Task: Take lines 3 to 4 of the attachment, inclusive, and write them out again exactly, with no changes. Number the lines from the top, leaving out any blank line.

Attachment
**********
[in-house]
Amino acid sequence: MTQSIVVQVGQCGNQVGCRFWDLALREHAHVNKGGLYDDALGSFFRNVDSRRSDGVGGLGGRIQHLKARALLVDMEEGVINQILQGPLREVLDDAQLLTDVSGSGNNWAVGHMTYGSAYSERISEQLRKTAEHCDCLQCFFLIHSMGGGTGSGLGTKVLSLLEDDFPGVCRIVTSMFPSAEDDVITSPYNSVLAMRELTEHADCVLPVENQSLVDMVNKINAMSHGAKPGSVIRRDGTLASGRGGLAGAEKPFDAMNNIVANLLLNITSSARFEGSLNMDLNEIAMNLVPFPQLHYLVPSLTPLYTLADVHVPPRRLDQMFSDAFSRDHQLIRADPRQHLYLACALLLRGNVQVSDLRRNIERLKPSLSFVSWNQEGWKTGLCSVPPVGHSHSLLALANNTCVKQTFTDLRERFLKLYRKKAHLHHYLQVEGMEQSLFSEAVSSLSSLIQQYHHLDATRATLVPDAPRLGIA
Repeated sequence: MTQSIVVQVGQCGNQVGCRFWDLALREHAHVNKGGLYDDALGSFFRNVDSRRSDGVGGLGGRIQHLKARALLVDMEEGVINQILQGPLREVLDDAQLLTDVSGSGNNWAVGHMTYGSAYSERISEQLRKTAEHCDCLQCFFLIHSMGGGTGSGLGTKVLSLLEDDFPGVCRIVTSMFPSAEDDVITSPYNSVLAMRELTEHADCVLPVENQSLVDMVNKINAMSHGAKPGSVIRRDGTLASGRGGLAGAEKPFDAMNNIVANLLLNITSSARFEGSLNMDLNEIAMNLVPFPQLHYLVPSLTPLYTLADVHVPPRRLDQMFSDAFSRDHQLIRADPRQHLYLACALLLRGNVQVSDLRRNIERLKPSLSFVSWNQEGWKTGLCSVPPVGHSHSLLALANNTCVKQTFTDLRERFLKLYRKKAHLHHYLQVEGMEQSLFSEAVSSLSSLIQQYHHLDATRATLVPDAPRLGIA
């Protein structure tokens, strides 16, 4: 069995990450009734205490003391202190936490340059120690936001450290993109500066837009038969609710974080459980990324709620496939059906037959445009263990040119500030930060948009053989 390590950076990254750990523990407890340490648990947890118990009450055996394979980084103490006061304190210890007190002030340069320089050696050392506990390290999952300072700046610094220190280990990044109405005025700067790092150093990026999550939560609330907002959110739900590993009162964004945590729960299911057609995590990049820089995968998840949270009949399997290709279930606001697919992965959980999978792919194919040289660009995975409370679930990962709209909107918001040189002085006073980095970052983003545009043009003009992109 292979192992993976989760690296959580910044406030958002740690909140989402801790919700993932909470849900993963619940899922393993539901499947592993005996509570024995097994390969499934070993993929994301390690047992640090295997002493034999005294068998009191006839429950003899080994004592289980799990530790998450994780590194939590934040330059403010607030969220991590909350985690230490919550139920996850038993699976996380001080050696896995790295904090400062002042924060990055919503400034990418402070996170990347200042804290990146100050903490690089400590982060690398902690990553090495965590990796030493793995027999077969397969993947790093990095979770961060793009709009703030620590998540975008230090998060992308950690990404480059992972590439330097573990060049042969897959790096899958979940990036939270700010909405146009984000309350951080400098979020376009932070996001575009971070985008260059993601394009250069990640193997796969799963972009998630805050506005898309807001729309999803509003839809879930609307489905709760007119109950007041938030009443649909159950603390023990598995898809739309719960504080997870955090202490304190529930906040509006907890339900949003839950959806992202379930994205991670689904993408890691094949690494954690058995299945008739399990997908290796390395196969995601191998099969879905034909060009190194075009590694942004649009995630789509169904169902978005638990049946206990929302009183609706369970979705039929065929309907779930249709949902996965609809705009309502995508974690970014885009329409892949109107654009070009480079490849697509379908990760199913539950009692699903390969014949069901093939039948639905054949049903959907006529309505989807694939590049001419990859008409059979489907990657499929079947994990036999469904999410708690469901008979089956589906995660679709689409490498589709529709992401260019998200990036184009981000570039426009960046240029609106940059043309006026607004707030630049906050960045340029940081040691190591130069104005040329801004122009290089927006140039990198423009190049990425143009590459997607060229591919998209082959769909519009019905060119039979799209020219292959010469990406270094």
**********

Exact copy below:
Repeated sequence: MTQSIVVQVGQCGNQVGCRFWDLALREHAHVNKGGLYDDALGSFFRNVDSRRSDGVGGLGGRIQHLKARALLVDMEEGVINQILQGPLREVLDDAQLLTDVSGSGNNWAVGHMTYGSAYSERISEQLRKTAEHCDCLQCFFLIHSMGGGTGSGLGTKVLSLLEDDFPGVCRIVTSMFPSAEDDVITSPYNSVLAMRELTEHADCVLPVENQSLVDMVNKINAMSHGAKPGSVIRRDGTLASGRGGLAGAEKPFDAMNNIVANLLLNITSSARFEGSLNMDLNEIAMNLVPFPQLHYLVPSLTPLYTLADVHVPPRRLDQMFSDAFSRDHQLIRADPRQHLYLACALLLRGNVQVSDLRRNIERLKPSLSFVSWNQEGWKTGLCSVPPVGHSHSLLALANNTCVKQTFTDLRERFLKLYRKKAHLHHYLQVEGMEQSLFSEAVSSLSSLIQQYHHLDATRATLVPDAPRLGIA
């Protein structure tokens, strides 16, 4: 069995990450009734205490003391202190936490340059120690936001450290993109500066837009038969609710974080459980990324709620496939059906037959445009263990040119500030930060948009053989 390590950076990254750990523990407890340490648990947890118990009450055996394979980084103490006061304190210890007190002030340069320089050696050392506990390290999952300072700046610094220190280990990044109405005025700067790092150093990026999550939560609330907002959110739900590993009162964004945590729960299911057609995590990049820089995968998840949270009949399997290709279930606001697919992965959980999978792919194919040289660009995975409370679930990962709209909107918001040189002085006073980095970052983003545009043009003009992109 292979192992993976989760690296959580910044406030958002740690909140989402801790919700993932909470849900993963619940899922393993539901499947592993005996509570024995097994390969499934070993993929994301390690047992640090295997002493034999005294068998009191006839429950003899080994004592289980799990530790998450994780590194939590934040330059403010607030969220991590909350985690230490919550139920996850038993699976996380001080050696896995790295904090400062002042924060990055919503400034990418402070996170990347200042804290990146100050903490690089400590982060690398902690990553090495965590990796030493793995027999077969397969993947790093990095979770961060793009709009703030620590998540975008230090998060992308950690990404480059992972590439330097573990060049042969897959790096899958979940990036939270700010909405146009984000309350951080400098979020376009932070996001575009971070985008260059993601394009250069990640193997796969799963972009998630805050506005898309807001729309999803509003839809879930609307489905709760007119109950007041938030009443649909159950603390023990598995898809739309719960504080997870955090202490304190529930906040509006907890339900949003839950959806992202379930994205991670689904993408890691094949690494954690058995299945008739399990997908290796390395196969995601191998099969879905034909060009190194075009590694942004649009995630789509169904169902978005638990049946206990929302009183609706369970979705039929065929309907779930249709949902996965609809705009309502995508974690970014885009329409892949109107654009070009480079490849697509379908990760199913539950009692699903390969014949069901093939039948639905054949049903959907006529309505989807694939590049001419990859008409059979489907990657499929079947994990036999469904999410708690469901008979089956589906995660679709689409490498589709529709992401260019998200990036184009981000570039426009960046240029609106940059043309006026607004707030630049906050960045340029940081040691190591130069104005040329801004122009290089927006140039990198423009190049990425143009590459997607060229591919998209082959769909519009019905060119039979799209020219292959010469990406270094």